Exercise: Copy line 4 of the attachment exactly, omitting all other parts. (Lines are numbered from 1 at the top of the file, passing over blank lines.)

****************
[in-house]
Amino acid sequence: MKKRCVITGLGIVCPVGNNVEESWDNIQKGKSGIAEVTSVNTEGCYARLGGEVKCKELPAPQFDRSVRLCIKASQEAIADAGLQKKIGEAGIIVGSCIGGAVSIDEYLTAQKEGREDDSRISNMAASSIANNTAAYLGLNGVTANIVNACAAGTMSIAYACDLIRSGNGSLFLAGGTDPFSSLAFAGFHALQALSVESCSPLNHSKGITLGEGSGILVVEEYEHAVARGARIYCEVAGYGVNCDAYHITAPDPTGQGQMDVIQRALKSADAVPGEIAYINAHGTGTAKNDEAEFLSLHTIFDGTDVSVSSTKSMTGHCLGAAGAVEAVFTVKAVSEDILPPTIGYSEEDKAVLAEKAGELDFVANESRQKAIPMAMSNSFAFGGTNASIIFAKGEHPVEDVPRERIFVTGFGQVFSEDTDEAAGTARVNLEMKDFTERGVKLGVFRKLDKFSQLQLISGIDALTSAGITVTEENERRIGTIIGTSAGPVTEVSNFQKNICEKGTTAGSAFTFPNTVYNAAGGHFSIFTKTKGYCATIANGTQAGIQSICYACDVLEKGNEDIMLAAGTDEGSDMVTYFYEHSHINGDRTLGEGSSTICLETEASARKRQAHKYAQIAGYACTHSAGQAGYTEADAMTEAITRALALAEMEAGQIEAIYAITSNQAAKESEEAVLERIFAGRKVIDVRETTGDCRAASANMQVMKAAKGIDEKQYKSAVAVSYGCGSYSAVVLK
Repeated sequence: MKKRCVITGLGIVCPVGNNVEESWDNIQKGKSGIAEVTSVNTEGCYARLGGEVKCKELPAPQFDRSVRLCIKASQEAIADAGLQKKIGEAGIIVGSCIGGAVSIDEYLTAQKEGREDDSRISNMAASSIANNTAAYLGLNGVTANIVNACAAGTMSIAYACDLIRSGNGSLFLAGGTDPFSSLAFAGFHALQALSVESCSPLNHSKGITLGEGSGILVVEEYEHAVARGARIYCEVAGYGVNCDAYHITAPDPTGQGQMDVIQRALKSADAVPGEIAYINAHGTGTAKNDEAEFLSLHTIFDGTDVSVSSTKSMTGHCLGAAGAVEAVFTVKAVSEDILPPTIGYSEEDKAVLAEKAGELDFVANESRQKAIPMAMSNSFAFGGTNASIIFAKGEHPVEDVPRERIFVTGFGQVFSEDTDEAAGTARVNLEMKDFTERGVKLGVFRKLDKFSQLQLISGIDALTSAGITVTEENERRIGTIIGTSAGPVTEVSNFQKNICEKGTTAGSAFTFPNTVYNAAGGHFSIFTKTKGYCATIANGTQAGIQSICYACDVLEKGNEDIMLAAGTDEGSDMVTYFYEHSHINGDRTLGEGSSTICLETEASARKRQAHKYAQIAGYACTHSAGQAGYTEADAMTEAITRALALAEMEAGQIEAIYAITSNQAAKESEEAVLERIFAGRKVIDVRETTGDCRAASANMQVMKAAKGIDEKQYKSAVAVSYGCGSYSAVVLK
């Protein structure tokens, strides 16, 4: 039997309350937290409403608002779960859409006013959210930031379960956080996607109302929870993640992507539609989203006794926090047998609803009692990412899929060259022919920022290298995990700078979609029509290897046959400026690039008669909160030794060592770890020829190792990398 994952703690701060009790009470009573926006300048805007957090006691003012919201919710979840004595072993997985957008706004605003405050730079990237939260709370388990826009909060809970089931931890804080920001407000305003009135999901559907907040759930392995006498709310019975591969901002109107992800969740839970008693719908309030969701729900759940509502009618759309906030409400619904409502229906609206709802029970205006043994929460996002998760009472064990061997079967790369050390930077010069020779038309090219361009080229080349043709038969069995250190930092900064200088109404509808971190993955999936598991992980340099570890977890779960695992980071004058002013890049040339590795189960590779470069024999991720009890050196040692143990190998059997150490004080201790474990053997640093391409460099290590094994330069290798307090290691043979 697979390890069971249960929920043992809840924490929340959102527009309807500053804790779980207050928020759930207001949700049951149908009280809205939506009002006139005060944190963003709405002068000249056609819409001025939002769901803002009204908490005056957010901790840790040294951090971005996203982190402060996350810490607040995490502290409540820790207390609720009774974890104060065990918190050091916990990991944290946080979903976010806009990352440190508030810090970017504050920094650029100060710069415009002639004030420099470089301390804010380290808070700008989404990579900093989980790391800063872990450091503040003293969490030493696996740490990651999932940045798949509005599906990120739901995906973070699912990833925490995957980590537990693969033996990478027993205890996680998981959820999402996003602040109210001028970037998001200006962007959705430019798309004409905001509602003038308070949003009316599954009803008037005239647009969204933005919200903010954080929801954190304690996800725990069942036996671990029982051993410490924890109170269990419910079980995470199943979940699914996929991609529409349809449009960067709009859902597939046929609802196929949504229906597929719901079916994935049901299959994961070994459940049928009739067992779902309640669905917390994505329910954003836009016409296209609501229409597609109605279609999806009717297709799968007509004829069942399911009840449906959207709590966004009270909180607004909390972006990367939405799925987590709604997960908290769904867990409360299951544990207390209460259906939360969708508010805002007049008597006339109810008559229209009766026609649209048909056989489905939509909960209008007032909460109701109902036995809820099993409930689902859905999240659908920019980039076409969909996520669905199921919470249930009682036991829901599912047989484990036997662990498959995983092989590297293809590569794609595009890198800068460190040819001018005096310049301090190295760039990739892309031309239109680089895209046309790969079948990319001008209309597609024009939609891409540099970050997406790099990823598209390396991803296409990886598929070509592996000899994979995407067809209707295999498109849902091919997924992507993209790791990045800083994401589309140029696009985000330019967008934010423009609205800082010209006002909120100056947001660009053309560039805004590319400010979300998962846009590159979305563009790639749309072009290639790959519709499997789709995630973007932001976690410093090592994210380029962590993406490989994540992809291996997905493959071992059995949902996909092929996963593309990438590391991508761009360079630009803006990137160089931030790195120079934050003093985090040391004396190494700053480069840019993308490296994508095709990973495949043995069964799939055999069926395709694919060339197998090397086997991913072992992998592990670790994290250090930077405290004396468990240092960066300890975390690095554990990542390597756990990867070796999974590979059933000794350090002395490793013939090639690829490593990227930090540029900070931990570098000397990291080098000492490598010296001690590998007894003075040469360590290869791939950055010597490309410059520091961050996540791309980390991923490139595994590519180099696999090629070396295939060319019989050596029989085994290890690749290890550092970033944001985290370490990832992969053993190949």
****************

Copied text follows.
């Protein structure tokens, strides 16, 4: 039997309350937290409403608002779960859409006013959210930031379960956080996607109302929870993640992507539609989203006794926090047998609803009692990412899929060259022919920022290298995990700078979609029509290897046959400026690039008669909160030794060592770890020829190792990398 994952703690701060009790009470009573926006300048805007957090006691003012919201919710979840004595072993997985957008706004605003405050730079990237939260709370388990826009909060809970089931931890804080920001407000305003009135999901559907907040759930392995006498709310019975591969901002109107992800969740839970008693719908309030969701729900759940509502009618759309906030409400619904409502229906609206709802029970205006043994929460996002998760009472064990061997079967790369050390930077010069020779038309090219361009080229080349043709038969069995250190930092900064200088109404509808971190993955999936598991992980340099570890977890779960695992980071004058002013890049040339590795189960590779470069024999991720009890050196040692143990190998059997150490004080201790474990053997640093391409460099290590094994330069290798307090290691043979 697979390890069971249960929920043992809840924490929340959102527009309807500053804790779980207050928020759930207001949700049951149908009280809205939506009002006139005060944190963003709405002068000249056609819409001025939002769901803002009204908490005056957010901790840790040294951090971005996203982190402060996350810490607040995490502290409540820790207390609720009774974890104060065990918190050091916990990991944290946080979903976010806009990352440190508030810090970017504050920094650029100060710069415009002639004030420099470089301390804010380290808070700008989404990579900093989980790391800063872990450091503040003293969490030493696996740490990651999932940045798949509005599906990120739901995906973070699912990833925490995957980590537990693969033996990478027993205890996680998981959820999402996003602040109210001028970037998001200006962007959705430019798309004409905001509602003038308070949003009316599954009803008037005239647009969204933005919200903010954080929801954190304690996800725990069942036996671990029982051993410490924890109170269990419910079980995470199943979940699914996929991609529409349809449009960067709009859902597939046929609802196929949504229906597929719901079916994935049901299959994961070994459940049928009739067992779902309640669905917390994505329910954003836009016409296209609501229409597609109605279609999806009717297709799968007509004829069942399911009840449906959207709590966004009270909180607004909390972006990367939405799925987590709604997960908290769904867990409360299951544990207390209460259906939360969708508010805002007049008597006339109810008559229209009766026609649209048909056989489905939509909960209008007032909460109701109902036995809820099993409930689902859905999240659908920019980039076409969909996520669905199921919470249930009682036991829901599912047989484990036997662990498959995983092989590297293809590569794609595009890198800068460190040819001018005096310049301090190295760039990739892309031309239109680089895209046309790969079948990319001008209309597609024009939609891409540099970050997406790099990823598209390396991803296409990886598929070509592996000899994979995407067809209707295999498109849902091919997924992507993209790791990045800083994401589309140029696009985000330019967008934010423009609205800082010209006002909120100056947001660009053309560039805004590319400010979300998962846009590159979305563009790639749309072009290639790959519709499997789709995630973007932001976690410093090592994210380029962590993406490989994540992809291996997905493959071992059995949902996909092929996963593309990438590391991508761009360079630009803006990137160089931030790195120079934050003093985090040391004396190494700053480069840019993308490296994508095709990973495949043995069964799939055999069926395709694919060339197998090397086997991913072992992998592990670790994290250090930077405290004396468990240092960066300890975390690095554990990542390597756990990867070796999974590979059933000794350090002395490793013939090639690829490593990227930090540029900070931990570098000397990291080098000492490598010296001690590998007894003075040469360590290869791939950055010597490309410059520091961050996540791309980390991923490139595994590519180099696999090629070396295939060319019989050596029989085994290890690749290890550092970033944001985290370490990832992969053993190949």